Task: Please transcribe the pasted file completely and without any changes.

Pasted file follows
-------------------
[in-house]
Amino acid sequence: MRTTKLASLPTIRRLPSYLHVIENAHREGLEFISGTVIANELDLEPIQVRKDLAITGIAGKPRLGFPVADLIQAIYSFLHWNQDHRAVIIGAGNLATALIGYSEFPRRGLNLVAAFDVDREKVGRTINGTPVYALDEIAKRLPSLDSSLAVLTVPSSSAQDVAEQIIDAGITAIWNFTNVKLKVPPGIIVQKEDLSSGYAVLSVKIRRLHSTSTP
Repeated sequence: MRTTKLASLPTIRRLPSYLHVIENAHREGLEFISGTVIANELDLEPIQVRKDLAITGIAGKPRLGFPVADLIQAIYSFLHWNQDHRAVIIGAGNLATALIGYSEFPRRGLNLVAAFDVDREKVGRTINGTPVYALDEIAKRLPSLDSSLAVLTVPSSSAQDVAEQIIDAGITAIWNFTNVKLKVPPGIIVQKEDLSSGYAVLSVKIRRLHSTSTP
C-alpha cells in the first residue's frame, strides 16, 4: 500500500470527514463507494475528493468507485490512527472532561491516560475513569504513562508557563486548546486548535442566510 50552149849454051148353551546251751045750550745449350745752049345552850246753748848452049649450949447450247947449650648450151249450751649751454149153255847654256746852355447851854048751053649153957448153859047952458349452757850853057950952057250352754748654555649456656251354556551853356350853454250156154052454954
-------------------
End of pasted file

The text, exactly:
[in-house]
Amino acid sequence: MRTTKLASLPTIRRLPSYLHVIENAHREGLEFISGTVIANELDLEPIQVRKDLAITGIAGKPRLGFPVADLIQAIYSFLHWNQDHRAVIIGAGNLATALIGYSEFPRRGLNLVAAFDVDREKVGRTINGTPVYALDEIAKRLPSLDSSLAVLTVPSSSAQDVAEQIIDAGITAIWNFTNVKLKVPPGIIVQKEDLSSGYAVLSVKIRRLHSTSTP
Repeated sequence: MRTTKLASLPTIRRLPSYLHVIENAHREGLEFISGTVIANELDLEPIQVRKDLAITGIAGKPRLGFPVADLIQAIYSFLHWNQDHRAVIIGAGNLATALIGYSEFPRRGLNLVAAFDVDREKVGRTINGTPVYALDEIAKRLPSLDSSLAVLTVPSSSAQDVAEQIIDAGITAIWNFTNVKLKVPPGIIVQKEDLSSGYAVLSVKIRRLHSTSTP
C-alpha cells in the first residue's frame, strides 16, 4: 500500500470527514463507494475528493468507485490512527472532561491516560475513569504513562508557563486548546486548535442566510 50552149849454051148353551546251751045750550745449350745752049345552850246753748848452049649450949447450247947449650648450151249450751649751454149153255847654256746852355447851854048751053649153957448153859047952458349452757850853057950952057250352754748654555649456656251354556551853356350853454250156154052454954